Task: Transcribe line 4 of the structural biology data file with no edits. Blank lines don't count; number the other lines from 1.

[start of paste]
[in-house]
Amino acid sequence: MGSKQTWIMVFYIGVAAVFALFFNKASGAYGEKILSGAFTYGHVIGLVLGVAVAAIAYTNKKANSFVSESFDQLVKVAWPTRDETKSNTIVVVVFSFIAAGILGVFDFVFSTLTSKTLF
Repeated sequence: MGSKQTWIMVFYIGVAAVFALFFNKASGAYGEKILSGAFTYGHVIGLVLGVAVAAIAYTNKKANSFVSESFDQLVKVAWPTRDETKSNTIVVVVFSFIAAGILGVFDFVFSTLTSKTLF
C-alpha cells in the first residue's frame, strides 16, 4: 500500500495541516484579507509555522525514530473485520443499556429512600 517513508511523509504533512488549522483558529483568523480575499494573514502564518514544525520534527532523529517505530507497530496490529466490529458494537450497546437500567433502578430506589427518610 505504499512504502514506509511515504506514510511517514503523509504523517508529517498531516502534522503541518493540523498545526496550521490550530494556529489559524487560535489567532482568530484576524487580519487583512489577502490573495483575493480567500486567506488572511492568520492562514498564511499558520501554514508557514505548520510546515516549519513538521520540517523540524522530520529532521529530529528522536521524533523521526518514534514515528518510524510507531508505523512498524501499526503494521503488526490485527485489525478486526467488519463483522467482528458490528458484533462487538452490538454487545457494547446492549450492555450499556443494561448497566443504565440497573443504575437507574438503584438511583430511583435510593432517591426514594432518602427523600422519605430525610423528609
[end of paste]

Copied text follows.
C-alpha cells in the first residue's frame, strides 16, 4: 500500500495541516484579507509555522525514530473485520443499556429512600 517513508511523509504533512488549522483558529483568523480575499494573514502564518514544525520534527532523529517505530507497530496490529466490529458494537450497546437500567433502578430506589427518610 505504499512504502514506509511515504506514510511517514503523509504523517508529517498531516502534522503541518493540523498545526496550521490550530494556529489559524487560535489567532482568530484576524487580519487583512489577502490573495483575493480567500486567506488572511492568520492562514498564511499558520501554514508557514505548520510546515516549519513538521520540517523540524522530520529532521529530529528522536521524533523521526518514534514515528518510524510507531508505523512498524501499526503494521503488526490485527485489525478486526467488519463483522467482528458490528458484533462487538452490538454487545457494547446492549450492555450499556443494561448497566443504565440497573443504575437507574438503584438511583430511583435510593432517591426514594432518602427523600422519605430525610423528609